They learned a valuable lesson in London but The Checks are happy to be home. They talk to JOANNA HUNKIN
Sitting outside a pub on Auckland's Vulcan Lane, Edward Knowles and Callum Martin decline the offer of a second beer. They have soundcheck to get to.
Across the cobbled lane, the windows are being replaced at Cassette Number Nine, the bar which hosted The Checks' album launch - playing every track in order the night before. It had nothing to do with them, the boys protest, hands in the air. But it was a good night. It's always a good night when the boys are on home turf.
That evening, they were to return to another familiar spot - Takapuna Grammar - where they played a gig in their old school hall.
"Just like old assemblies," laughs Knowles, the band's enigmatic frontman.
It's been six years since the then-unknown-band used to entertain their teachers and classmates, springing around the school stage, playing the Beatles' Twist and Shout and practising their best Mick Jagger struts.
As they return to their old stomping ground, it may seem little has changed in the intervening years. The five bandmates still live on the Shore, have twice weekly practises at a nearby studio and hang out with their old schoolmates-turned-musicians - the Electric Confectionaires, Brain Slaves (formerly the Coshercot Honeys) and the Veils (when they are in town).
And they still make electrifying, blues-soaked rock 'n' roll - as captured on their diverse sophomore album Alice by the Moon.
Yet a world of change has taken place in that time. Some of which might have left others bitter and jaded, and far too cool to play a small charity gig at their old high school.
But The Checks have long been an exception to the rules, so it should come as little surprise they remain so blithely unaffected by their own success.
The past six years have seen the band open for perhaps more international headliners than any other New Zealand group. R.E.M and The Hives were early fans, giving way to Oasis, The Killers, Muse and more.
It's an impressive list by anyone's standards, but particularly so for a ramshackle group of Shore boys, all aged under 22. Joining Knowles and Martin (guitar) are Sven Pettersen (guitar), Jacob Moore (drums) and Karel Chabera (bass).
"They just seem to like us more than normal people like us," laughs Knowles, when asked if he can explain the phenomenon. "We've been really lucky," adds Martin. "More often than not they've approached us, which is lovely. It blows your mind."
For those unfamiliar with the band's rapid rise to prominence - here's a quick recap:
Already a name on the local music scene, the band caught the eye of Britain's NME magazine in 2005, when they performed at the local industry showcase Resonate. Three months later, they joined the NME New Music Tour in the UK.
With an ever-increasing profile, the boys were soon signed to Sony BMG and in 2006, they moved to London, where they recorded their lauded debut album Hunting Whales, released the following year.
It took longer than expected - much of the material had been around since the band's early days - but that's just how these things work.
"That was England, that's what England does," says Knowles lightly. "We were ready to go but they were like, 'no, wait'.
"You have to record in such a nice studio that they're all booked out. So you're not able to record for another six months."
To promote the album, the band spent most of 2007 on the road and played close to 110 shows throughout Britain and Europe. As the year came to a close, the band were growing tired - and the record company had some bad news. They were ending their contract.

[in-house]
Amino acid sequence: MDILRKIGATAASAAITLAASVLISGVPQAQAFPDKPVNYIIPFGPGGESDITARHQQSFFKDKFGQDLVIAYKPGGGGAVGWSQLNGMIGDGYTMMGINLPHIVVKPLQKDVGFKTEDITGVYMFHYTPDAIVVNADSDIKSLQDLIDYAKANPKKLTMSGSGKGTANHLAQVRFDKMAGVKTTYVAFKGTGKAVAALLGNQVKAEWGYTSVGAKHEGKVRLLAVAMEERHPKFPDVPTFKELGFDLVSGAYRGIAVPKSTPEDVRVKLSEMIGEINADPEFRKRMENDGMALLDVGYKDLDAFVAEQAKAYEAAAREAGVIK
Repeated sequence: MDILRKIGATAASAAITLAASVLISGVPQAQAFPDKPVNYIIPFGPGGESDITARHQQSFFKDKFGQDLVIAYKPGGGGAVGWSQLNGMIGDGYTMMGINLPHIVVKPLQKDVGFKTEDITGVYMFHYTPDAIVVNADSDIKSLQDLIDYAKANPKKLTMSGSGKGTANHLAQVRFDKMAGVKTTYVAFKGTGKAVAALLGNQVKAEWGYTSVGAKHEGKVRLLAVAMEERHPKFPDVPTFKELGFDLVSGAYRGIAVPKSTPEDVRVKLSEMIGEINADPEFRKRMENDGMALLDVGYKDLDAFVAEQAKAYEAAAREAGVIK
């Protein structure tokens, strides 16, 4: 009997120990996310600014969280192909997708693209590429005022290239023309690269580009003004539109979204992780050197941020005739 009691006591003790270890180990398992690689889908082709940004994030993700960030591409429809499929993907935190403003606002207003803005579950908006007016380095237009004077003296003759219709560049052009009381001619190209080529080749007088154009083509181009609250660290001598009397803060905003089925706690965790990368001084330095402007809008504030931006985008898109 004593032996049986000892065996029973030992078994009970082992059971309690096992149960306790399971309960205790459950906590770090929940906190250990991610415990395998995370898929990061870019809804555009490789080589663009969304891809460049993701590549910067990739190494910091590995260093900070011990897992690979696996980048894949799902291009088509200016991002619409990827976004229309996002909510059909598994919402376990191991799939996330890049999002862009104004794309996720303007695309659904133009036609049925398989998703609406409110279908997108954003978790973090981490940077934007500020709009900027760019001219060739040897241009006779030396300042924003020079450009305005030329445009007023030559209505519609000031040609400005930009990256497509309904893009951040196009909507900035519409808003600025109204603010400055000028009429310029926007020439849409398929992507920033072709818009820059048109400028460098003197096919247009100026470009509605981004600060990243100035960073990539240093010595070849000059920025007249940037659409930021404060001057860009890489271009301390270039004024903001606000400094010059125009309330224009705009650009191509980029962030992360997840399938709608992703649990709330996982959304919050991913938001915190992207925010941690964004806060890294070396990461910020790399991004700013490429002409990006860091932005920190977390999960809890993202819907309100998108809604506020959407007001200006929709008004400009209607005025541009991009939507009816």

"It's just the way the record industry is," says Knowles with a shrug, "it's all falling apart.
"They let go of all the smaller bands and we were one of them. All the projects went, they just kept the Foo Fighters and JT."
Rather than be dejected about the split, it provided the impetus the band needed to come home. And, says Knowles, they're happy to be here.
"We're comfortable here. It fits our psyche. We go on tours and make records. That's what we want and that's what we're doing."
It also allowed them the freedom to make their second album in their own time, on their own terms.
"In about December, we were like 'we're going to record an album in February. Screw the rules and everything like that, we're going to record an album in three weeks and we're going to release it.'
"And we did and it's awesome so we're going to keep with that plan," he grins. "Just cut the crap and do it."
Alice by the Moon was born from their London days, written (for the most part) in the band's shared flat in Kilburn. They're already mucking around with ideas for a third album.
"We've always been really sure of wanting to do more," explains the curly-haired Martin. "There's no problem with wanting to do more. We're lucky to have a bit of drive in us, a bit of willpower."
But equally, he says, they need to suppress those urges and lock them away for a bit so they don't get too far ahead of themselves.
"We're really happy with the album we've just written. We want to play that for a while.
"It's quite exciting to have a bigger repertoire to deal with. That was the drive in England - to have something else to play at home, aside from tours. Something to keep us refreshed."
The boys are also pursuing other avenues outside of the band. Trying their hand at university and working odd jobs. It's not all that different to their lives before London, with one notable exception.
"We're not chasing after record companies anymore," says Martin.
Knowles grins: "We learned it's best just to do it by yourself."
Who: The Checks are Edward Knowles (vocals), Sven Pettersen (guitar), Callum Martin (guitar), Jacob Moore (drums), Karel Chabera (bass)
What: Alice by the Moon, the sophomore follow-up to 2007's Hunting Whales
When: Out June 8
Tour: Bacco Room, Auckland, June 12; Cabana, Napier, June 18; Bodega, Wellington, June 19